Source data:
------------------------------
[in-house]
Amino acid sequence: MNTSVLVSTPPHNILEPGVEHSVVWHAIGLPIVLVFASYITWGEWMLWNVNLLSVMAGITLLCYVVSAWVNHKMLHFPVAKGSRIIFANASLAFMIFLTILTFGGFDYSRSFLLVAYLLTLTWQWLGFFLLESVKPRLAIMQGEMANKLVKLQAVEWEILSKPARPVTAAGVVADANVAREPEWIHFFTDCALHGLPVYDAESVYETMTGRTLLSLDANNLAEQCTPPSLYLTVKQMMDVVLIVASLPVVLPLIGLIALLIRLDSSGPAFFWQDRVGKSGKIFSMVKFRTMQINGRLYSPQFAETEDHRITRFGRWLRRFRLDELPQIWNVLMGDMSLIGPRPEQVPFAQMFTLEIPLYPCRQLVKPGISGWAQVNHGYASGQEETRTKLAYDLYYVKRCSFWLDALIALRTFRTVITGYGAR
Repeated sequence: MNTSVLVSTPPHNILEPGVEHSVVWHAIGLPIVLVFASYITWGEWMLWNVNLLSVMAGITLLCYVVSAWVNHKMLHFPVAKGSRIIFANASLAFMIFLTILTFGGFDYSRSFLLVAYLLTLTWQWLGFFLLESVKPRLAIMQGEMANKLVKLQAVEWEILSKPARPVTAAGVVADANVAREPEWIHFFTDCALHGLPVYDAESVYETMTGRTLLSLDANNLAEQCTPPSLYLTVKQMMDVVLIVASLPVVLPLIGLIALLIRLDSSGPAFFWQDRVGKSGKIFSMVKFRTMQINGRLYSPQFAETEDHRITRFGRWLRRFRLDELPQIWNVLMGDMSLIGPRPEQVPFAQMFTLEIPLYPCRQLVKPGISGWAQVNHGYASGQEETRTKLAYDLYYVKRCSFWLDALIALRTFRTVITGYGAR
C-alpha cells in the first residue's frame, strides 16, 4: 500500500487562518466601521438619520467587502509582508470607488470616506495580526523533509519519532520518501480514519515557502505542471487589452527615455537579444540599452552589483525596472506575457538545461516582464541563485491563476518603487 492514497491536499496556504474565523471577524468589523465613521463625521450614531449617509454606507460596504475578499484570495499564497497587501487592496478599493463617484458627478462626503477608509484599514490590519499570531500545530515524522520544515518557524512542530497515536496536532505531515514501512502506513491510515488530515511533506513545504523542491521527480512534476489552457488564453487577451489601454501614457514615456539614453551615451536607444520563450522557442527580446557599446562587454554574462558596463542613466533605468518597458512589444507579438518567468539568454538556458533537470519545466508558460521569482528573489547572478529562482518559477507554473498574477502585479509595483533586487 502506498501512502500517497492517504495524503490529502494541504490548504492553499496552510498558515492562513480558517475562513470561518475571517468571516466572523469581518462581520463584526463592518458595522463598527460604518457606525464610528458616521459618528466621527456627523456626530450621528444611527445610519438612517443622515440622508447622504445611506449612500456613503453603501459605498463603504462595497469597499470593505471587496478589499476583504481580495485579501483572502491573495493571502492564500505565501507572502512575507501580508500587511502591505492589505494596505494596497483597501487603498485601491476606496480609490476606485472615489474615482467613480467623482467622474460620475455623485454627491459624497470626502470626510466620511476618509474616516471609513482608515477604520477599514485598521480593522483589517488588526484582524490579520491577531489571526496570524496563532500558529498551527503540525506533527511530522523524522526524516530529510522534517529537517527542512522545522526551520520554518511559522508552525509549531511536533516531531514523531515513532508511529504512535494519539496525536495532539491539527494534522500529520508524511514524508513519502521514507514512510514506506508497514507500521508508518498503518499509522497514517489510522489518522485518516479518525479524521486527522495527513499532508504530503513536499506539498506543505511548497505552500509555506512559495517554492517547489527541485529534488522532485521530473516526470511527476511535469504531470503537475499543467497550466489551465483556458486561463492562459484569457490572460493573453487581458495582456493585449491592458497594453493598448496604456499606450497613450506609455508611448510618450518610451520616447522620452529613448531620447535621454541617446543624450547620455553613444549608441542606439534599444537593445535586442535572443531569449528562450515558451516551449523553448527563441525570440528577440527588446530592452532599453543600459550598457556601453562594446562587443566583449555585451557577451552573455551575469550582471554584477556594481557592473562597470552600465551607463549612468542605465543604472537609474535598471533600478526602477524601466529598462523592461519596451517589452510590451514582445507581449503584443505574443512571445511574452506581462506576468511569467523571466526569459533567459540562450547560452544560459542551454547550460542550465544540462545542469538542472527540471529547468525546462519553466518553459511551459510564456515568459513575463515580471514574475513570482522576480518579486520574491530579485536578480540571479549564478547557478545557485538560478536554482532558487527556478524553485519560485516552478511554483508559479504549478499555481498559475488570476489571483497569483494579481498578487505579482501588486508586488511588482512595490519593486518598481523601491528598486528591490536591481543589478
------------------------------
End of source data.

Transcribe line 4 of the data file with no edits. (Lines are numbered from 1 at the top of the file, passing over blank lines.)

C-alpha cells in the first residue's frame, strides 16, 4: 500500500487562518466601521438619520467587502509582508470607488470616506495580526523533509519519532520518501480514519515557502505542471487589452527615455537579444540599452552589483525596472506575457538545461516582464541563485491563476518603487 492514497491536499496556504474565523471577524468589523465613521463625521450614531449617509454606507460596504475578499484570495499564497497587501487592496478599493463617484458627478462626503477608509484599514490590519499570531500545530515524522520544515518557524512542530497515536496536532505531515514501512502506513491510515488530515511533506513545504523542491521527480512534476489552457488564453487577451489601454501614457514615456539614453551615451536607444520563450522557442527580446557599446562587454554574462558596463542613466533605468518597458512589444507579438518567468539568454538556458533537470519545466508558460521569482528573489547572478529562482518559477507554473498574477502585479509595483533586487 502506498501512502500517497492517504495524503490529502494541504490548504492553499496552510498558515492562513480558517475562513470561518475571517468571516466572523469581518462581520463584526463592518458595522463598527460604518457606525464610528458616521459618528466621527456627523456626530450621528444611527445610519438612517443622515440622508447622504445611506449612500456613503453603501459605498463603504462595497469597499470593505471587496478589499476583504481580495485579501483572502491573495493571502492564500505565501507572502512575507501580508500587511502591505492589505494596505494596497483597501487603498485601491476606496480609490476606485472615489474615482467613480467623482467622474460620475455623485454627491459624497470626502470626510466620511476618509474616516471609513482608515477604520477599514485598521480593522483589517488588526484582524490579520491577531489571526496570524496563532500558529498551527503540525506533527511530522523524522526524516530529510522534517529537517527542512522545522526551520520554518511559522508552525509549531511536533516531531514523531515513532508511529504512535494519539496525536495532539491539527494534522500529520508524511514524508513519502521514507514512510514506506508497514507500521508508518498503518499509522497514517489510522489518522485518516479518525479524521486527522495527513499532508504530503513536499506539498506543505511548497505552500509555506512559495517554492517547489527541485529534488522532485521530473516526470511527476511535469504531470503537475499543467497550466489551465483556458486561463492562459484569457490572460493573453487581458495582456493585449491592458497594453493598448496604456499606450497613450506609455508611448510618450518610451520616447522620452529613448531620447535621454541617446543624450547620455553613444549608441542606439534599444537593445535586442535572443531569449528562450515558451516551449523553448527563441525570440528577440527588446530592452532599453543600459550598457556601453562594446562587443566583449555585451557577451552573455551575469550582471554584477556594481557592473562597470552600465551607463549612468542605465543604472537609474535598471533600478526602477524601466529598462523592461519596451517589452510590451514582445507581449503584443505574443512571445511574452506581462506576468511569467523571466526569459533567459540562450547560452544560459542551454547550460542550465544540462545542469538542472527540471529547468525546462519553466518553459511551459510564456515568459513575463515580471514574475513570482522576480518579486520574491530579485536578480540571479549564478547557478545557485538560478536554482532558487527556478524553485519560485516552478511554483508559479504549478499555481498559475488570476489571483497569483494579481498578487505579482501588486508586488511588482512595490519593486518598481523601491528598486528591490536591481543589478